Normal people are getting their first chance to ride in Google's self-driving cars.
Waymo, the autonomous vehicle group owned by Google parent company Alphabet, is going to begin testing a self-driving car program for hundreds of families in Phoenix, Arizona, the companies said on Tuesday.
Waymo has recently been quietly testing the service for a handful of families, learning what potential customers would want from a ride service, the company said in a blog post.
"Over the course of this trial, we'll be accepting hundreds of people with diverse backgrounds and transportation needs who want to ride in and give feedback about Waymo's self-driving cars," Waymo CEO John Krafcik wrote in a blog post. "Rather than offering people one or two rides, the goal of this program is to give participants access to our fleet every day, at any time, to go anywhere within an area that's about twice the size of San Francisco."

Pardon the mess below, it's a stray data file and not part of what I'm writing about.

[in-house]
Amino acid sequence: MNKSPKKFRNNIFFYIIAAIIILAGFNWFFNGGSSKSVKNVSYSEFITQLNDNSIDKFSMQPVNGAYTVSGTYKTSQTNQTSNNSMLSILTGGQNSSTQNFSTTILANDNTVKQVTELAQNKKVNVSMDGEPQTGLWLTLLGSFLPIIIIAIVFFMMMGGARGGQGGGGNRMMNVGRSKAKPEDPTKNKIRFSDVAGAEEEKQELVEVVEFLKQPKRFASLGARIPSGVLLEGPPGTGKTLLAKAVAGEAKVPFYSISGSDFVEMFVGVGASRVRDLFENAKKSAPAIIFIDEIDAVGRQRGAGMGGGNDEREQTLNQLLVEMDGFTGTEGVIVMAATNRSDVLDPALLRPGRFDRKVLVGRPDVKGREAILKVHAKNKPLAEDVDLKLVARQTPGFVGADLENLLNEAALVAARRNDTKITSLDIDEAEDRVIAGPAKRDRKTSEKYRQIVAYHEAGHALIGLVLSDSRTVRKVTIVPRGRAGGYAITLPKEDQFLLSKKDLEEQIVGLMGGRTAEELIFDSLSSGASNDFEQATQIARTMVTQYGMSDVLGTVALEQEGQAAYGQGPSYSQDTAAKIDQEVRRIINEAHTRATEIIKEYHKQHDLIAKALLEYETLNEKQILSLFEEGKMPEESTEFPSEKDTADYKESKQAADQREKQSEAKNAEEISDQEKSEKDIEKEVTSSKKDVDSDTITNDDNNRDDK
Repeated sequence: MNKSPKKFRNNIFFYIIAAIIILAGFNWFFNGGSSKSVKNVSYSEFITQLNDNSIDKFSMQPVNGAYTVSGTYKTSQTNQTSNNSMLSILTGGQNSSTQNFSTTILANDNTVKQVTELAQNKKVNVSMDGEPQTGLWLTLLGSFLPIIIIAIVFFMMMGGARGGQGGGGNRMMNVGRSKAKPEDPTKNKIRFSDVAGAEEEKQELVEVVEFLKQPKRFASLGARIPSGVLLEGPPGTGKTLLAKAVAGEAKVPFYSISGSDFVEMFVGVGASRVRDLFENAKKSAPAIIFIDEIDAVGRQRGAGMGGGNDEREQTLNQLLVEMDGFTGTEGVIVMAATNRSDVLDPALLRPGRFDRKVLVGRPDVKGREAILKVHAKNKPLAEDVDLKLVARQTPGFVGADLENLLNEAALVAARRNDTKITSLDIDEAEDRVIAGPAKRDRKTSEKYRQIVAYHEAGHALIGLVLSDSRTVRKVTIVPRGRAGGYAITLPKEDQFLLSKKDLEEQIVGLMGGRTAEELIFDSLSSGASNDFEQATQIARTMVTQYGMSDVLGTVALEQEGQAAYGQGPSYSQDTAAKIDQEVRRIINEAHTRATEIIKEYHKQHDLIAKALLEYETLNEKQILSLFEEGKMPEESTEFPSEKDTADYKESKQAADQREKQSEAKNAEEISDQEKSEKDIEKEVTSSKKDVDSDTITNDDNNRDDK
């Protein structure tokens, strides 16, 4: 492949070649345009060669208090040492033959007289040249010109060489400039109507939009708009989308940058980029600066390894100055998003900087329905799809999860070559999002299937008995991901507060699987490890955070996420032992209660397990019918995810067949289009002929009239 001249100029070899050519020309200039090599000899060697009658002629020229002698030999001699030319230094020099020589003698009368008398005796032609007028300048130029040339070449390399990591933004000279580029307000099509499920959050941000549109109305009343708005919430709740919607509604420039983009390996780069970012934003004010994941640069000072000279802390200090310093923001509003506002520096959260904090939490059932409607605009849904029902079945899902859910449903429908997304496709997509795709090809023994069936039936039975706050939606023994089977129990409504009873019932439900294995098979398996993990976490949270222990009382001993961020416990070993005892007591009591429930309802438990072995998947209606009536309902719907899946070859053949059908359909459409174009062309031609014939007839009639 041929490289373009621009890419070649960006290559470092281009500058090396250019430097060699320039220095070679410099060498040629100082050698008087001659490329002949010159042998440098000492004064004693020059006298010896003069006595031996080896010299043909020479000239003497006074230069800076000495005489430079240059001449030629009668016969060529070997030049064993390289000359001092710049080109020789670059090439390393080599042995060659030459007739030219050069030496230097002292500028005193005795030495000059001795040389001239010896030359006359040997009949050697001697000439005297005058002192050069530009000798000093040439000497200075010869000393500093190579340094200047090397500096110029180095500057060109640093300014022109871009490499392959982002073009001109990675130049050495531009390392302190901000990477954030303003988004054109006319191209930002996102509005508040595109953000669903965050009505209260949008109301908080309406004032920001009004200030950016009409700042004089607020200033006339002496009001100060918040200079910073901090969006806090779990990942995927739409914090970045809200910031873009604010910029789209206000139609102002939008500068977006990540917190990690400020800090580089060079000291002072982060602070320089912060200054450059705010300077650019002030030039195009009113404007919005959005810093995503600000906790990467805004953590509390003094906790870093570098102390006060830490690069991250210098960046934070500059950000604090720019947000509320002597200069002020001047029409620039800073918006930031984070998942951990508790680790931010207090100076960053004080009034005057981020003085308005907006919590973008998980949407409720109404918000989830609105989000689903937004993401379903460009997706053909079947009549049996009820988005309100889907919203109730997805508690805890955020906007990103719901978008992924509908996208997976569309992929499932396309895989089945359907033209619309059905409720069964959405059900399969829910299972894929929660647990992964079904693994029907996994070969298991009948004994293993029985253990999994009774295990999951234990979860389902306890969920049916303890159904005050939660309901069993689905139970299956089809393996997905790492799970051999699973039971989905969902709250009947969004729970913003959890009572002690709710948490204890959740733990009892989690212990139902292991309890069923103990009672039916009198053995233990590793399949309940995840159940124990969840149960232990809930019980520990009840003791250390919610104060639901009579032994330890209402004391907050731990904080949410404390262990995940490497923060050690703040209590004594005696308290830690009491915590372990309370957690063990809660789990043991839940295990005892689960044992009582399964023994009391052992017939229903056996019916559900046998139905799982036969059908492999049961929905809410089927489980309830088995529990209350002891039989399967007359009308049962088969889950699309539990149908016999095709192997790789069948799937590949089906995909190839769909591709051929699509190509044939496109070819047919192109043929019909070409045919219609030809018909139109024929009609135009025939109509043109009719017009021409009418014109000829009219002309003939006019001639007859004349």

Silicon Valley is racing to master self-driving technology, betting that it will transform the auto industry and be a gold mine for leading companies. Waymo has one of the best technology track records, and it has an alliance with Fiat Chrysler Automobiles.
Many companies expect that customers will use autonomous vehicles as a service, rather than owning them outright. Ride-hailing service Uber in particular expects to use autonomous cars, and CEO Travis Kalanick has said that the tech will be crucial to the company's future. Amazon is the latest big tech company to show an interest in research self-driving technology.
The new Waymo test in Arizona is meant to help the company understand what people want out of self-driving cars and see how they use and integrate the service. Testers will get access every day at any time.
Waymo already has with 100 Chrysler Pacifica minivans and is acquiring five times more, partly to be able to support the service.
Here's a promotional video Waymo made about some of the "early riders" in the trial: